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Neuroimage. 2016 Oct 15;140:99-109. doi: 10.1016/j.neuroimage.2016.03.065. Epub 2016 Apr 1.

Physiological processes non-linearly affect electrophysiological recordings during transcranial electric stimulation.

Author information

1
Centre for Integrative Neuroscience & MEG Center, University of Tübingen, Germany; IMPRS for Cognitive and Systems Neuroscience, Tübingen, Germany. Electronic address: nima.noury@cin.uni-tuebingen.de.
2
Centre for Integrative Neuroscience & MEG Center, University of Tübingen, Germany; F. Hoffmann-La Roche, Pharma Research and Early Development, Basel, Switzerland.
3
Centre for Integrative Neuroscience & MEG Center, University of Tübingen, Germany. Electronic address: markus.siegel@uni-tuebingen.de.

Abstract

Transcranial electric stimulation (tES) is a promising tool to non-invasively manipulate neuronal activity in the human brain. Several studies have shown behavioral effects of tES, but stimulation artifacts complicate the simultaneous investigation of neural activity with EEG or MEG. Here, we first show for EEG and MEG, that contrary to previous assumptions, artifacts do not simply reflect stimulation currents, but that heartbeat and respiration non-linearly modulate stimulation artifacts. These modulations occur irrespective of the stimulation frequency, i.e. during both transcranial alternating and direct current stimulations (tACS and tDCS). Second, we show that, although at first sight previously employed artifact rejection methods may seem to remove artifacts, data are still contaminated by non-linear stimulation artifacts. Because of their complex nature and dependence on the subjects' physiological state, these artifacts are prone to be mistaken as neural entrainment. In sum, our results uncover non-linear tES artifacts, show that current techniques fail to fully remove them, and pave the way for new artifact rejection methods.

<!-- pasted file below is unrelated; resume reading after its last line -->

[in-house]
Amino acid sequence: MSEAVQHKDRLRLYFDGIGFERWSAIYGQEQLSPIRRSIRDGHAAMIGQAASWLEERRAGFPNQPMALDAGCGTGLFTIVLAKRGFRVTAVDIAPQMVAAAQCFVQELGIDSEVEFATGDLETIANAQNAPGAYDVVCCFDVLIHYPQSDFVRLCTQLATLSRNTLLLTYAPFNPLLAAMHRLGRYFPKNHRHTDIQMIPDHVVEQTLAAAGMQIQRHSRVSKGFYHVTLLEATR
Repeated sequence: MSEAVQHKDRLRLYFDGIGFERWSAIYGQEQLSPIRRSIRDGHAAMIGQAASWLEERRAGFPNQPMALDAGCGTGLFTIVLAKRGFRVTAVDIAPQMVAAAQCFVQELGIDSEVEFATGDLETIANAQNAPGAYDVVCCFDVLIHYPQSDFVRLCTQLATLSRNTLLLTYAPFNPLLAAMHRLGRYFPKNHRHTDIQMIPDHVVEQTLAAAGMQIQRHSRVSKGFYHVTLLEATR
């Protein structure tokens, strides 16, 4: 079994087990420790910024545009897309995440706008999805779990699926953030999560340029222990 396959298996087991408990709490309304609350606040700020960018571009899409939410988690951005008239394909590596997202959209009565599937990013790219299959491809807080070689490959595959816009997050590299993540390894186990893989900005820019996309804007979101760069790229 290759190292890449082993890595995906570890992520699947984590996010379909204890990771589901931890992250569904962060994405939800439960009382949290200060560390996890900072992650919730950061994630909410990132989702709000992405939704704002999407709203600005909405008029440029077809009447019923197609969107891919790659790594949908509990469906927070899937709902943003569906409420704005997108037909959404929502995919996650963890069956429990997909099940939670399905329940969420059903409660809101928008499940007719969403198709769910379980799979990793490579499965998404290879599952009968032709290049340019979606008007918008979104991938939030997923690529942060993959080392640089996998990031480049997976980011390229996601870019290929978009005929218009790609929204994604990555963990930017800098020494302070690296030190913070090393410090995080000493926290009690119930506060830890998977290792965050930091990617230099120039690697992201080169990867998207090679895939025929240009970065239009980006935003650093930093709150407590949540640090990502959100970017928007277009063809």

KEYWORDS:

EEG; MEG; Neural entrainment; Stimulation artifacts; Transcranial alternating current stimulation (tACS); Transcranial direct current stimulation (tDCS); Transcranial electric stimulation (tES)

[Indexed for MEDLINE]

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